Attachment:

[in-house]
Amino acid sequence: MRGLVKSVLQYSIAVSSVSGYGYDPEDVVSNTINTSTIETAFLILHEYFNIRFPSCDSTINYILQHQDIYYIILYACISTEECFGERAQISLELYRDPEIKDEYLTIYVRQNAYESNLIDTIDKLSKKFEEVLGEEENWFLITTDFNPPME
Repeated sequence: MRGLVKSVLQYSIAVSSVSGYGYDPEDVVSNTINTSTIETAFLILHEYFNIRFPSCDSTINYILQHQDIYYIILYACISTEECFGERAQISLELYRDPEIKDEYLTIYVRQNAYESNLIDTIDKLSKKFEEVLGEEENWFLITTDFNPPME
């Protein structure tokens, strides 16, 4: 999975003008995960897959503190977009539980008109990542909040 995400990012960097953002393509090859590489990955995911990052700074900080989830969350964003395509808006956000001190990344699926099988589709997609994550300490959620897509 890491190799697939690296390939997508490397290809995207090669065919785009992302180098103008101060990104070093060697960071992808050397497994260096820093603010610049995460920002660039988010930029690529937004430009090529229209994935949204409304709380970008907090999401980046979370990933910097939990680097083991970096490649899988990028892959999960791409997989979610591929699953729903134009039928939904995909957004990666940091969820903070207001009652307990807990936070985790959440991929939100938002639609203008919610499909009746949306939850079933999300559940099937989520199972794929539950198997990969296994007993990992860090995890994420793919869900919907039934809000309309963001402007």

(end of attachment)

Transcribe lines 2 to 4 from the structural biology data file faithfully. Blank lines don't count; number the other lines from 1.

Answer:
Amino acid sequence: MRGLVKSVLQYSIAVSSVSGYGYDPEDVVSNTINTSTIETAFLILHEYFNIRFPSCDSTINYILQHQDIYYIILYACISTEECFGERAQISLELYRDPEIKDEYLTIYVRQNAYESNLIDTIDKLSKKFEEVLGEEENWFLITTDFNPPME
Repeated sequence: MRGLVKSVLQYSIAVSSVSGYGYDPEDVVSNTINTSTIETAFLILHEYFNIRFPSCDSTINYILQHQDIYYIILYACISTEECFGERAQISLELYRDPEIKDEYLTIYVRQNAYESNLIDTIDKLSKKFEEVLGEEENWFLITTDFNPPME
């Protein structure tokens, strides 16, 4: 999975003008995960897959503190977009539980008109990542909040 995400990012960097953002393509090859590489990955995911990052700074900080989830969350964003395509808006956000001190990344699926099988589709997609994550300490959620897509 890491190799697939690296390939997508490397290809995207090669065919785009992302180098103008101060990104070093060697960071992808050397497994260096820093603010610049995460920002660039988010930029690529937004430009090529229209994935949204409304709380970008907090999401980046979370990933910097939990680097083991970096490649899988990028892959999960791409997989979610591929699953729903134009039928939904995909957004990666940091969820903070207001009652307990807990936070985790959440991929939100938002639609203008919610499909009746949306939850079933999300559940099937989520199972794929539950198997990969296994007993990992860090995890994420793919869900919907039934809000309309963001402007």